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Columns

  • IMPRESSIONS: A little literacy and a big ol' Hokie gobble

    My colleagues are having way too much fun with me these days.

    One even spun and shared an exaggerated tale turned urban legend based on some sketchy information he received following a recent project I worked on in Annapolis, Md.

    For some strange reason, his version of the story suggested I single-handedly wrecked a major system at our big newspaper up there.

    Shoot, all I was trying to do was scope out some equipment we want to give a new home here.

  • LOOSELEAF LAUREATE: Good things, indeed, can come from bad

    I’m a firm believer in acknowledging our problems. I believe ignoring things only allows them to fester or blow up.

    The good news is, serious concerns, when addressed, can turn into something really positive.

    Case in point: the Great Smoky Mountains National Park.

    Did you know that those soaring mountains we all hold dear were on the verge of ruin through logging and poor farm management?

    In the 1920s, people started reacting to the threat, and against the odds, the national park was born.

  • Employment figure impact depends on perspective

    Perceptive reader, you know that perspective is vitally important in matters of art.

    It was the discovery of perspective and the means of rendering it in two-dimensional art that made early Renaissance painting in Italy so outstanding.

    Well, perspective is also important in many other things than painting and photography; to demonstrate, consider how large our planet earth is to us who live upon it, but consider how relatively small it appears from the space station, and how smaller yet it appears from the surface of the moon.

  • IMPRESSIONS: A country boy can survive – even in D.C.

    “George and Gwen Kellerman live in the small, quiet town of Twin Oaks, Ohio, with their two young children and pet dog. George has a strong sense of what is right and wrong, especially as it applies to himself and Gwen, but he still looks to her for validation.”

    Sound like something out of our lives right here in Roane County?

    Good people grounded in what really matters … family.

  • LOOSELEAF LAUREATE: Gold rush: Heading into the hills to find it

    If any wildflower deserves a fan club, it is solidago. And I would fight like a dog to be the president of it.
    I thought as much as I took the winding roads up Roan Mountain over the long weekend.
    My mother and I had abandoned our plans to swim at Indian Boundary Lake (too chilly that day), and instead made the drive to upper East Tennessee.
    We stopped at the Gray Fossil Site near Johnson City, took the tour and marveled over the many magnificent prehistoric animals that once walked the earth there.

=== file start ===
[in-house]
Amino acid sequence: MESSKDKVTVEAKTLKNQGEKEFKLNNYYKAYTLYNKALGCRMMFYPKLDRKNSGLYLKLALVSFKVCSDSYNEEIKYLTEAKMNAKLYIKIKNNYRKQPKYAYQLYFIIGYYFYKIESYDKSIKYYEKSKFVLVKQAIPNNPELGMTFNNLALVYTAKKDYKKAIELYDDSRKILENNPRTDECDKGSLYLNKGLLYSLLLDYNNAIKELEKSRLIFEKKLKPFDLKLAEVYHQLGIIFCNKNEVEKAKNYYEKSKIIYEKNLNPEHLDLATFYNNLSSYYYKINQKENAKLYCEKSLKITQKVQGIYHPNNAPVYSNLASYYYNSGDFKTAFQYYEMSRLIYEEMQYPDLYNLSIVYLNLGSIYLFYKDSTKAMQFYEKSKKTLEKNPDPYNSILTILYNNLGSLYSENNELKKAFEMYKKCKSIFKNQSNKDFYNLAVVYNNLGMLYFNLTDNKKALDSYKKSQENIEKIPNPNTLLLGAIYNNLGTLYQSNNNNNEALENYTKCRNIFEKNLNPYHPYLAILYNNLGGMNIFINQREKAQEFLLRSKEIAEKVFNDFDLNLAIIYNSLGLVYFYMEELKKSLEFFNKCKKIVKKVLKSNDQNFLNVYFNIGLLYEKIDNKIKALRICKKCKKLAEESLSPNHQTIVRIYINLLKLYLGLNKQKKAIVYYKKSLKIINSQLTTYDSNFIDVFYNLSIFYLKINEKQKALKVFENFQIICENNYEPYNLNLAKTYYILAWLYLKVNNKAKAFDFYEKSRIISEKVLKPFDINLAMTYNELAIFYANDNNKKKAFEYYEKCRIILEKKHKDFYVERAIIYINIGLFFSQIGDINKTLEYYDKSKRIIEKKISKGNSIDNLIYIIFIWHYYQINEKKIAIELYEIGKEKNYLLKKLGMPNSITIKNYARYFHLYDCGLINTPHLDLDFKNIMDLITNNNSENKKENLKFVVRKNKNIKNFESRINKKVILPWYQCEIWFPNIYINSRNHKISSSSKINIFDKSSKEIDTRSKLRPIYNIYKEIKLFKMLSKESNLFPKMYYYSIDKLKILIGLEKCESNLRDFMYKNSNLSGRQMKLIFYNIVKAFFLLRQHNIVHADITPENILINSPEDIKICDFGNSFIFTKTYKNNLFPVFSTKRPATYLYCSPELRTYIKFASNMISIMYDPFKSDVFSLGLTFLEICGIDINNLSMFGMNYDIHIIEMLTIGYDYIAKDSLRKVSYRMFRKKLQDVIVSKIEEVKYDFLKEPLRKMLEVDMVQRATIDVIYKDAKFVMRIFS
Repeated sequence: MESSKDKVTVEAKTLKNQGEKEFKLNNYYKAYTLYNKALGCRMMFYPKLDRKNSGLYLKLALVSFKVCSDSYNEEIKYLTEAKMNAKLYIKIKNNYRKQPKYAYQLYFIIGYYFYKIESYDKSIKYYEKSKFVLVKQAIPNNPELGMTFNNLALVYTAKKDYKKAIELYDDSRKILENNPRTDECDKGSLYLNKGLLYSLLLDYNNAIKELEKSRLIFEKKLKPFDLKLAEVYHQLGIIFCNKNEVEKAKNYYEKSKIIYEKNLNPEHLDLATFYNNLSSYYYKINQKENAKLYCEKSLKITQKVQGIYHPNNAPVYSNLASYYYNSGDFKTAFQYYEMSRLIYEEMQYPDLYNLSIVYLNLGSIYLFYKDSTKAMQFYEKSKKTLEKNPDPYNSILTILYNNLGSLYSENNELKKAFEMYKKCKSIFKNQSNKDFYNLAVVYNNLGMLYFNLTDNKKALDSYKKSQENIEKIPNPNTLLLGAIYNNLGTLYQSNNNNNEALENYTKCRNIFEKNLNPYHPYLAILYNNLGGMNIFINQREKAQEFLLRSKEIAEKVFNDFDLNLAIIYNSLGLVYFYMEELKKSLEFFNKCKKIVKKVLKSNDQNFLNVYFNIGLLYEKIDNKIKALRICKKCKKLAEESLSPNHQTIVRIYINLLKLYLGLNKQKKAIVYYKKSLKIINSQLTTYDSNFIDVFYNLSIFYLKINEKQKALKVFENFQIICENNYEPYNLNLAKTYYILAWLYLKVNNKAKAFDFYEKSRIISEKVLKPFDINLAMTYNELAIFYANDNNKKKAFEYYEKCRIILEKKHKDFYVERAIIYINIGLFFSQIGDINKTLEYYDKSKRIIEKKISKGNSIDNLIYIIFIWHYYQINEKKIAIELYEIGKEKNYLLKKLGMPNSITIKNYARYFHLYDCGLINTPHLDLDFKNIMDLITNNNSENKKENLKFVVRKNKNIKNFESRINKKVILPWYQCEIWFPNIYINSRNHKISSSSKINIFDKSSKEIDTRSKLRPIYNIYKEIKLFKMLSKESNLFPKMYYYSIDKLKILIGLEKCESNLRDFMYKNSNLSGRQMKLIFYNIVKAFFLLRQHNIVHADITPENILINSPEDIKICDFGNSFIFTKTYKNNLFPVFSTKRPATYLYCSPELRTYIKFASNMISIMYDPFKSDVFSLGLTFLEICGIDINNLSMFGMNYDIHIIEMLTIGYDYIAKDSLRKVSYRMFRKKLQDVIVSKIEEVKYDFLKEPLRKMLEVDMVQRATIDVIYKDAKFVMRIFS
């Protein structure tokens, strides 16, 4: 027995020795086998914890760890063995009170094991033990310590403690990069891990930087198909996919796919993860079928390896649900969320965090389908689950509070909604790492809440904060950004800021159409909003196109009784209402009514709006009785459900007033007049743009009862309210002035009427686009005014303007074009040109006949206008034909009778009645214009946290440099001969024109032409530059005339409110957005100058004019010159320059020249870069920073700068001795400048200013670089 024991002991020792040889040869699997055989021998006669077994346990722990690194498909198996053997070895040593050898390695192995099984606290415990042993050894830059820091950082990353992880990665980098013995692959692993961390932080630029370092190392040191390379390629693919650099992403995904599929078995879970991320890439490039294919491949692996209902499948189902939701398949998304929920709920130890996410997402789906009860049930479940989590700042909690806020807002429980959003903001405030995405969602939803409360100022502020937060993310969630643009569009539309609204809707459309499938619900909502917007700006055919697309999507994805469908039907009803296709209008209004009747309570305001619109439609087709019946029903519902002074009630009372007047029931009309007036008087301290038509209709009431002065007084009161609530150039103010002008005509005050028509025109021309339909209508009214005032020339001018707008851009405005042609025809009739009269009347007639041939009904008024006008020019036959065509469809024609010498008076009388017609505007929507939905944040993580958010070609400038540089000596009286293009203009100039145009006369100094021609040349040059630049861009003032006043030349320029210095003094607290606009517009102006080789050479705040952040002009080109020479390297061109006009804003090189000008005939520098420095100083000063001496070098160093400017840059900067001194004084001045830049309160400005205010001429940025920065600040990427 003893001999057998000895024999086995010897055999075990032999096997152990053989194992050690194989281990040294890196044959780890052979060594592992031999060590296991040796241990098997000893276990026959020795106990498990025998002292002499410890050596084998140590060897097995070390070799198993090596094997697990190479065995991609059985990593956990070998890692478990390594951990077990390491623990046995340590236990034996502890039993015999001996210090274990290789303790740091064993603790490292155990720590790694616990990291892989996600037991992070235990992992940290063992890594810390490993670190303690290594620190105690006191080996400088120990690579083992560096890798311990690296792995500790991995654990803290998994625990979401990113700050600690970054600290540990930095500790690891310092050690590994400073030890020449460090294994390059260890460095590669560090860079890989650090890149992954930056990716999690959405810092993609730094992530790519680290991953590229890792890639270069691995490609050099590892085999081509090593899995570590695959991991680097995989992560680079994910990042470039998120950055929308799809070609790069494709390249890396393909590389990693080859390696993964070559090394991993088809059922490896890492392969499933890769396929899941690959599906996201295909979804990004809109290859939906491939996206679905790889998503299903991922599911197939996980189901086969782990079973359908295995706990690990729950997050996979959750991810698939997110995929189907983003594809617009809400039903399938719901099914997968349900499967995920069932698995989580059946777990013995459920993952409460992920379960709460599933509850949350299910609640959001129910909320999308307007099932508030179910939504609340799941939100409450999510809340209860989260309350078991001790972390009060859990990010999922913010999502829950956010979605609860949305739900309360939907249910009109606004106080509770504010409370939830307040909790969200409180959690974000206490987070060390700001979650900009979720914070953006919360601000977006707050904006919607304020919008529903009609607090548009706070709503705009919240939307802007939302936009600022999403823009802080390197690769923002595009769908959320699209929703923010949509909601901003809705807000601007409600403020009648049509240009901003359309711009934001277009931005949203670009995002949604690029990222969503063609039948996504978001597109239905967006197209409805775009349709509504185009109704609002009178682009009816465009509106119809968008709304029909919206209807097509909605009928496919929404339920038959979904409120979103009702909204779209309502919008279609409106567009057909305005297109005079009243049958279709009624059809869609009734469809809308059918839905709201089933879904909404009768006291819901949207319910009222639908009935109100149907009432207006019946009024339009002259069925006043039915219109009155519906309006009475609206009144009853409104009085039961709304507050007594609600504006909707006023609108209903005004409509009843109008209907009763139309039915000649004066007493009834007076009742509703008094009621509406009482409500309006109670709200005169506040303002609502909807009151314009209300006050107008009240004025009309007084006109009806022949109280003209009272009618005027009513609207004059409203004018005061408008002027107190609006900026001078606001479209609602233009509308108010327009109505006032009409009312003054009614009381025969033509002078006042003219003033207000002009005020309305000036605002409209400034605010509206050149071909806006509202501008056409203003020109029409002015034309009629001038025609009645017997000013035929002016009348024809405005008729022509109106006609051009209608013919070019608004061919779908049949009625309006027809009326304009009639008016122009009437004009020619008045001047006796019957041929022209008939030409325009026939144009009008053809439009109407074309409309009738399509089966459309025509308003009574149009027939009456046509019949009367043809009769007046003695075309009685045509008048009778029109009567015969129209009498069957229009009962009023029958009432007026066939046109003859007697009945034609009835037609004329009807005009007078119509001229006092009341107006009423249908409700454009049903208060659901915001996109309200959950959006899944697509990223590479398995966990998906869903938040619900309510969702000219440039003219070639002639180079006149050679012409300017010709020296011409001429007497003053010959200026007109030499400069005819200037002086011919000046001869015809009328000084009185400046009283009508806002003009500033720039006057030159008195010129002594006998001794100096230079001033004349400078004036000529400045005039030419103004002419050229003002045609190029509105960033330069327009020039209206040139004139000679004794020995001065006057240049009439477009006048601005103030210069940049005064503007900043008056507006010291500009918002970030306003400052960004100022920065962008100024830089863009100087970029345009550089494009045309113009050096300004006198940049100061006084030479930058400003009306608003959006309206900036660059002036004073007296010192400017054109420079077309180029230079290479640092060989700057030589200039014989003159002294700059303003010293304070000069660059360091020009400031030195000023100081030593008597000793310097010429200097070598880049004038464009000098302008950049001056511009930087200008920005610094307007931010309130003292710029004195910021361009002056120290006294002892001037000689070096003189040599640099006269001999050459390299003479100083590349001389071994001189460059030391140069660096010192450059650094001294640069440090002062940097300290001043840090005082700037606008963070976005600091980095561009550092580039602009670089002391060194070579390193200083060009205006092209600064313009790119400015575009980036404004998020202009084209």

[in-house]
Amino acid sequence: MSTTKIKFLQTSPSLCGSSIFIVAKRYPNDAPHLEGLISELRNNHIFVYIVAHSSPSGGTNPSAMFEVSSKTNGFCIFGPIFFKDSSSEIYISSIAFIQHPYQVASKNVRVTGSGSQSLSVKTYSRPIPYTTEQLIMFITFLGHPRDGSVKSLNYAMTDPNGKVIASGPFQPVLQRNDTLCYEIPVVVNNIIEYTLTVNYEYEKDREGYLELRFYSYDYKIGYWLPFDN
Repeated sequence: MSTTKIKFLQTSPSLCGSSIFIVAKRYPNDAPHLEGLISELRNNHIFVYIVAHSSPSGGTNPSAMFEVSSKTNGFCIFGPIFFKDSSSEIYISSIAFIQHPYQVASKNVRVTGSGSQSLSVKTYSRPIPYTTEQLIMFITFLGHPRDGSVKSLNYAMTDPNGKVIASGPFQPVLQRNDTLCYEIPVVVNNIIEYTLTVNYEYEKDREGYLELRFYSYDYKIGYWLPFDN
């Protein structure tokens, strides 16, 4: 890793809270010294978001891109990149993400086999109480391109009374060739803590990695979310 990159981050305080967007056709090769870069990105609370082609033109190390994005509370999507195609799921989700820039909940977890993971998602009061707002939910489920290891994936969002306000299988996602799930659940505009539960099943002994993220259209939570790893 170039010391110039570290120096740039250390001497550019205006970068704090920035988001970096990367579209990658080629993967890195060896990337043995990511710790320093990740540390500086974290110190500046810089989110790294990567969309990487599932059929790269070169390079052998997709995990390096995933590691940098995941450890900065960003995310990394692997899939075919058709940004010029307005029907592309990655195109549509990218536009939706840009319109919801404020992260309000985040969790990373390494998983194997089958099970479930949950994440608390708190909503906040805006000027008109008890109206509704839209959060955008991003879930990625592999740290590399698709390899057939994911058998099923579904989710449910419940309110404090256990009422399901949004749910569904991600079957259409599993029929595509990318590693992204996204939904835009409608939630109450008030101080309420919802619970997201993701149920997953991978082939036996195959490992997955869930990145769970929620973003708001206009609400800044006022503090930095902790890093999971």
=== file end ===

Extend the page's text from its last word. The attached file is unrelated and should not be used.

• A View From Lick Skillet by Gerald Largen

    Gentle reader, our nation is troubled, it is divided, it seems to have lost its way, but there are solutions that should alleviate some of this national distress, however we must recognize with some degree of accuracy what the problems are, before we can hope to resolve them.
    Unfortunately, in the present atmosphere, when we are beset by a tribe of screamers, and scammers, disciples of the faith of political correctness, and supposed wise men besotted with ignorance, arrogance, and self delusion, it is indeed difficult to spy the trees for the surrounding forest.

  • IMPRESSIONS: Have an idea for our website? Please share

    We’ve been kicking the tires on our new Internet platform over the past couple of weeks.

    And thanks to loyal readers like you, we’re already finding ways to improve it.

    If you haven’t had a chance to knock around the site, go to www.roanecounty.com at your earliest convenience.

    We believe you will like what you see.

    Previously we loaded only select news and sports stories along with our obituaries every Monday, Wednesday and Friday.

    We would occasionally also scoop our print edition with breaking news and photos.

  • A View From Lick Skillet by Gerald Largen

    By one of those curious coincidences that sometimes somewhat eerily occur, last Friday’s News had our column titled “Are we confronting a new age of ignorance,” while on the same page, in the “Our Readers Write” section, appeared a letter which just dovetailed with our thesis concerning the current plethora of ignorance in the populace at large, and in some elements who claim to know better.

  • LOOSELEAF LAUREATE: Imagine being a child with no solid footing

    I once worked at a Midwest newspaper with a young woman named Betsy. She was gentle and exceptionally shy for a reporter.
    After I had gotten to know her better, she told me she had grown up in the foster system. Suddenly I understood her unsureness and mannerisms — the way she protectively held her hand in front of her mouth when she spoke.
    We never talked in detail about her life in foster care, but I feel sure some of her experiences were not good ones.

  • IMPRESSIONS: Rebel Johnny's biker days have long roared past

    Harold Ray Lester, 74, died Friday at his home in Seymour.
    It’s been something in the neighborhood of five or six years since I last visited with him while we were standing in a grocery store checkout line.
    I’m going to miss him.
    Apparently, so are many of our friends here in Roane County.
    You see, across his three score and 14, in one way or another he touched several of our lives.
    If you caught one of my recent blogs on roanecounty.com, you’re well aware of the “six degrees of separation” concept.